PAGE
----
Parisse, in fact, will surpass Brian O’Driscoll’s record of 65 Six Nations appearances.
The big surprise was that the classy Michele Campagnaro, a centre by trade, is plonked on the left wing, while English import David Sisi starts his first-ever international in the second row when many imagined him more as a breakaway.
“It’s getting the best players on the pitch that we feel will do a job this weekend,” said O’Shea before expanding on his theme.
“We want to see Michele Campagnaro with the ball in his hands,” continued the Irishman. “We want him to have that kind of licence to get involved as much as he can off the wing. Just because you have a number on your back doesn’t mean you won’t see him in some of the start-up plays at outside centre.
“I’ve known David [Sisi] for a long time,” added O’Shea, moving the focus on to his new recruit. “He’s a guy who has mobility, but the minute he came over we said, ‘we see you as a second row’. That’s because the depth we have in Italian rugby in the back row is outstanding. So he’s dedicated his last years to getting bigger ears and playing in the second row.
“You know you’ve got a guy who’s got ball-playing ability. But we want him to be that traditional No 4. There’s always options but we’re excited by what David can bring to this team. He’s got a physical edge, he’s got an 80-minute engine but he’s got ball-playing ability as well.”
Italy field a breakaway at lock while Scotland have given the versatile Sam Skinner the No 6 jersey. It promises to be an intriguing contest, especially at the breakdown where, in the absence of Hamish Watson and John Barclay, Jamie Ritchie becomes the only turnover specialist – albeit no one man can win or lose that battle on his own.
Italy are fielding four effective breakaways in their forward pack so, might the breakdown offer them a toehold in this match?
“I think Sam Skinner is a bloke who’s so easily adaptable to [the back row],” said O’Shea.
“He’s an outstanding rugby player and he’s been a real catch for Scottish rugby to be able to move him up or down where they like, increase the lineout option. He’s a quality, quality player.”
O’Shea talks up Scotland’s prospects of victory, pointing to the half-backs, Greig Laidlaw and Finn Russell, whom he says is playing “incredible rugby”.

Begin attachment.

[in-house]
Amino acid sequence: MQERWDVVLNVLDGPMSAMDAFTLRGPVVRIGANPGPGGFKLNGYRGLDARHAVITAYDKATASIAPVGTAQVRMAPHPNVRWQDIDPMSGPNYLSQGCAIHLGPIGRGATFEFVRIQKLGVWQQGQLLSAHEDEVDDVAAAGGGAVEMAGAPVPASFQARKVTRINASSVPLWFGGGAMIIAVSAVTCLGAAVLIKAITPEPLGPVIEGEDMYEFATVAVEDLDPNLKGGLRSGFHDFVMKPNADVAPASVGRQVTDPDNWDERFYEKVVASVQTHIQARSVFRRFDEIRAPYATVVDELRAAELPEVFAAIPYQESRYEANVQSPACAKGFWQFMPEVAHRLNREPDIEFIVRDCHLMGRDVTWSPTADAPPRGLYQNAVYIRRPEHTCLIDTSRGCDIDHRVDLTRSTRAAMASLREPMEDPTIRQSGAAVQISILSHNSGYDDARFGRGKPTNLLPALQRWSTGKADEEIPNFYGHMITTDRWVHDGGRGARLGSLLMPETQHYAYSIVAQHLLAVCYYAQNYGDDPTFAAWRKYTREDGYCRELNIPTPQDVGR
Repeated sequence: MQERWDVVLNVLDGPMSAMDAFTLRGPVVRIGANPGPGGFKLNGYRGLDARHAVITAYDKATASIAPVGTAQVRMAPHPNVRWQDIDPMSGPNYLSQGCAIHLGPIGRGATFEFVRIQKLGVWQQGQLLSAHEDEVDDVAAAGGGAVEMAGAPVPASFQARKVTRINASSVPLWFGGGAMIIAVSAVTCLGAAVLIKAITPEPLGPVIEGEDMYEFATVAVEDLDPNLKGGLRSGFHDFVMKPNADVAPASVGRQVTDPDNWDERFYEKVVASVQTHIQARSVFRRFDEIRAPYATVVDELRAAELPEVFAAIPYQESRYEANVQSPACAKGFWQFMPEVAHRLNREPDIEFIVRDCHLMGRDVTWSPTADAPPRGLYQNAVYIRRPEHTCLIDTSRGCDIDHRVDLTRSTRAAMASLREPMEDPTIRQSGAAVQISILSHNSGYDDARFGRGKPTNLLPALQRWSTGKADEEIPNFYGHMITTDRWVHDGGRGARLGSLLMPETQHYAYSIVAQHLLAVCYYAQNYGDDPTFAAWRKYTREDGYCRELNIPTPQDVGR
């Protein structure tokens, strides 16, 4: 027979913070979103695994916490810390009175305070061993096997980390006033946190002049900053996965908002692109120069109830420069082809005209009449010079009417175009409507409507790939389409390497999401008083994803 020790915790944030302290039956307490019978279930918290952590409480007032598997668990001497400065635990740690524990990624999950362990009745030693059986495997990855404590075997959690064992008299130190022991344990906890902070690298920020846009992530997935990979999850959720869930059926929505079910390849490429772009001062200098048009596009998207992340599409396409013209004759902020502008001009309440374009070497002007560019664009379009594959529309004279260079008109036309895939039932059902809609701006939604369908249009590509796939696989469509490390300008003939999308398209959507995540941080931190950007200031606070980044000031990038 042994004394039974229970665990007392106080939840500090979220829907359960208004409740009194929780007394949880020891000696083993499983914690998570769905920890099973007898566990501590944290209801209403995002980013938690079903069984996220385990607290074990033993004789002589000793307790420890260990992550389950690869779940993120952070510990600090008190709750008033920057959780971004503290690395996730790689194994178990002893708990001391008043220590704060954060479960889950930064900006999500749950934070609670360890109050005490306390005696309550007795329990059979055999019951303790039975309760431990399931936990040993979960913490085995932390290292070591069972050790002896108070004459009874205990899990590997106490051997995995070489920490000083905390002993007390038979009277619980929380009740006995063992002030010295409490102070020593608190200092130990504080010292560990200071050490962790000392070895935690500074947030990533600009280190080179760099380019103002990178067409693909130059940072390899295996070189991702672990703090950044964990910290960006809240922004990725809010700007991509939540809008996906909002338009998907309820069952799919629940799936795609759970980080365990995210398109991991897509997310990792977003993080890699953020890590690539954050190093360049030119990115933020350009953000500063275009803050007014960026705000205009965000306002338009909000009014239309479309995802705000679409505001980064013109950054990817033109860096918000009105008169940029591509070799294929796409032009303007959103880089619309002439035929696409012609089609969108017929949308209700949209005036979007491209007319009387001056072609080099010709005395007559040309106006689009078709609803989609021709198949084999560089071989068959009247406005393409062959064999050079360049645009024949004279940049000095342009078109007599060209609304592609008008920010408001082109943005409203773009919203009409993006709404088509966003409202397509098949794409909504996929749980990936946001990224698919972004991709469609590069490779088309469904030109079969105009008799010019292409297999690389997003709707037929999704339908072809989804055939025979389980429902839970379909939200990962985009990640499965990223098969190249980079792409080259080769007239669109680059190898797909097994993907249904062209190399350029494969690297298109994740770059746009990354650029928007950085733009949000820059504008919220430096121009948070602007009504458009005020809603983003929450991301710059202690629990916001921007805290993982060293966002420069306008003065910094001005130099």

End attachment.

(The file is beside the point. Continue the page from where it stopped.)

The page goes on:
“It’s a side that has got unbelievable threats,” O’Shea continued. “If you think Fiji lost by 50 points here and then went over and beat France. This Scottish team has the ability to really, really cut loose.
“Our job is to try to stay with them, take our chances and then create pressure mentally. If they get a buffer then the confidence begins to flow and you don’t want to play this Scottish team with a huge amount of confidence.”
O’Shea has yet to win a Six Nations match since taking over the Italian reins in the middle of 2016 and he is a little elusive about where his team can carve themselves a way into this match.
“I know when we play to our best we’re very competitive. I know people look at results but we’ve beaten Fiji, Georgia, Japan in the second Test. We were very competitive against Australia and the game could have turned our way,” he says.
“Ball-in-play time doesn’t worry us now. A year ago, two years ago, it might have worried us, but we’ll get around the pitch and we’ll try to play ourselves. Where the toehold comes is… talk about that Australia game, that game was decided by two or three key moments [Italy had two tries disallowed].
“These things change energy and last year in Rome, when we got opportunities we took them. When you talk about toeholds, it begins and ends with the pack. Always has, always will. But it’s also when you get those chances, can you take them to give you that belief and energy?”
We will find out tomorrow.